Brett Hogan under significant pressure

Brett Hogan under significant pressure

Michael O’Brien’s chief of staff Brett Hogan has come under intense attack internally in the Liberal Party for approving and authorising an ill-timed media release which contained a list of questions questioning aspects of Premier Daniel Andrews’ fall.

The media release was put out by Mr Hogan under Shadow Treasurer Louise Staley’s name in what was intended to be a counter punch regarding recent disclosures about internal factional politics, including those involving the Opposition Leader’s office. The media release caused a huge public backlash while subsequent back peddling by the Opposition Leader’s office left an unhappy Staley as the scapegoat.

Sources close to Mr Hogan conceded that he was privately distressed by MPs going to the media and naming him as a major factor in the opposition’s failures to connect with the public in the past two and a half years.

This unusual admission from the outwardly stoic Mr Hogan comes in response to recent reports of dysfunction and growing speculation about the leadership within the state party room, the wider party and now as being played out within the media.

Former chief of staff, Scott Peirce, never endured such a personal burden as what is being faced by Mr Hogan, who by all accounts is a very private person verging on, according to several sources, social awkwardness.

Shannon Deery, reporter for the Herald Sun, has revealed that Michael O’Brien is facing another challenge to his leadership with pressure mounting over the party’s recent performance. Internal sources indicate Mr Hogan is a factor in these wider issues.

Pressure is growing with disgruntled MPs preparing for another challenge. Mr Deery reported that one MP confirmed to him that “people are talking”, and another confided that “MPs had been inundated by industry leaders, small business owners and branch members angry at the opposition’s recent performance.”

At this point, Victorian Liberal Party members and MPs unhappy with Michael O’Brien’s leadership failures believe that the state Liberals will not recover any ground at the next state election. One MP recently received an outpouring of support from local party members when Mr O’Brien attacked her publicly at one of his rare media conferences in the Parliamentary gardens.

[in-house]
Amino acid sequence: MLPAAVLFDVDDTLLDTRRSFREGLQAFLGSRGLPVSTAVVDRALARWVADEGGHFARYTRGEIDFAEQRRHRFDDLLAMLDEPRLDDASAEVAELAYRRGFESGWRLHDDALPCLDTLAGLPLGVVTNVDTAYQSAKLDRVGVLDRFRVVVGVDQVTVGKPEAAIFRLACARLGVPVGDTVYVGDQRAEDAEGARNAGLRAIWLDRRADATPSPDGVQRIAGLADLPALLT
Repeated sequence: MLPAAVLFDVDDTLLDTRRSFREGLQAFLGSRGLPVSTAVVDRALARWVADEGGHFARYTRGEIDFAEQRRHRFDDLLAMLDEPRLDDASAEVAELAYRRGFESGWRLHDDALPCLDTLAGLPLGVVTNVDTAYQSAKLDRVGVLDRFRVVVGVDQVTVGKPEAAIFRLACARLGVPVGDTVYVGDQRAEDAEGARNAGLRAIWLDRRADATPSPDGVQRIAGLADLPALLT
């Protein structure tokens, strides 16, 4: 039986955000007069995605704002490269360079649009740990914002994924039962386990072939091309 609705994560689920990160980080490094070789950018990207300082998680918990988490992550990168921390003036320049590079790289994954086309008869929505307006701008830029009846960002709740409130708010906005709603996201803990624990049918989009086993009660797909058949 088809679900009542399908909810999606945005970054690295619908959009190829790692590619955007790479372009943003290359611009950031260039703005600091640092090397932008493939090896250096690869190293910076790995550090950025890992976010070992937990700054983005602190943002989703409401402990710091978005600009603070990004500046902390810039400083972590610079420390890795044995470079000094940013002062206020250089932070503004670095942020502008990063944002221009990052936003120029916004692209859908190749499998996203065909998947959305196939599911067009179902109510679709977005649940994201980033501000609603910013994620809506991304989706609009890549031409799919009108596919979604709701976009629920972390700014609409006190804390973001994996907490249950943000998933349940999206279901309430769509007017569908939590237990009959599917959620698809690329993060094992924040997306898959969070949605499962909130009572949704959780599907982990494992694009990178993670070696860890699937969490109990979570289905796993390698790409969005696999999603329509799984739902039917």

Mr Deery also reported that “Concerns have also been raised about the opposition leader’s private office with a review ordered into how it was being managed.”

This has placed Brett Hogan in the unenviable position of facing both an internal investigation run by Canberra as well as being unusually subjected to wider criticism within the Victorian division of the Liberal Party and beyond. Mr Hogan’s position is solely at the discretion of the opposition leader, and currently Mr Hogan has the full support of both Michael O’Brien and factional boss Ian Quick. Needless to say, a change in leadership would be a career devastating blow for Mr Hogan.

It is well known that Brad Battin and his supporters Ryan Smith, Nick Wakeling and Richard Riordan are working against Michael O’Brien, while the group around Matthew Guy had recently gained some momentary traction. Pressure is increasing on Brad Roswell and Roma Britnell from disgruntled party members as these two MPs are seen as key votes that need to be swayed away from Mr O’Brien within the party room.

Mr Hogan has not had the luxury of working from his Black Rock home but has been continually locked into his work in his Spring Street office. “As elusive and secluded as Mr Hogan is,” said one observer, “even lockdowns, investigations and party-wide pressure have not dampened his serving the leader.”

“The highest level of scrutiny is on both of them. Both suffer from a lack of charisma and the inability to inspire. Politics is about people and popularity. Both have tripped badly. There’s no coming back from this.”

“Michael [O’Brien] needs to do the right thing for the party and our electoral future,” one senior Liberal Party official said on condition of anonymity. “No amount of puff media or bizarre shots of Michael [O’Brien] and his dogs are going to change anything. I’ve never seen anyone holding a football look so mawkish. But then it makes sense when you know who is advising him. I’ve heard someone call him Mr Bean.”

Mr Bean was an eccentric simpleton character who featured in a British comedy show in the 1990s.

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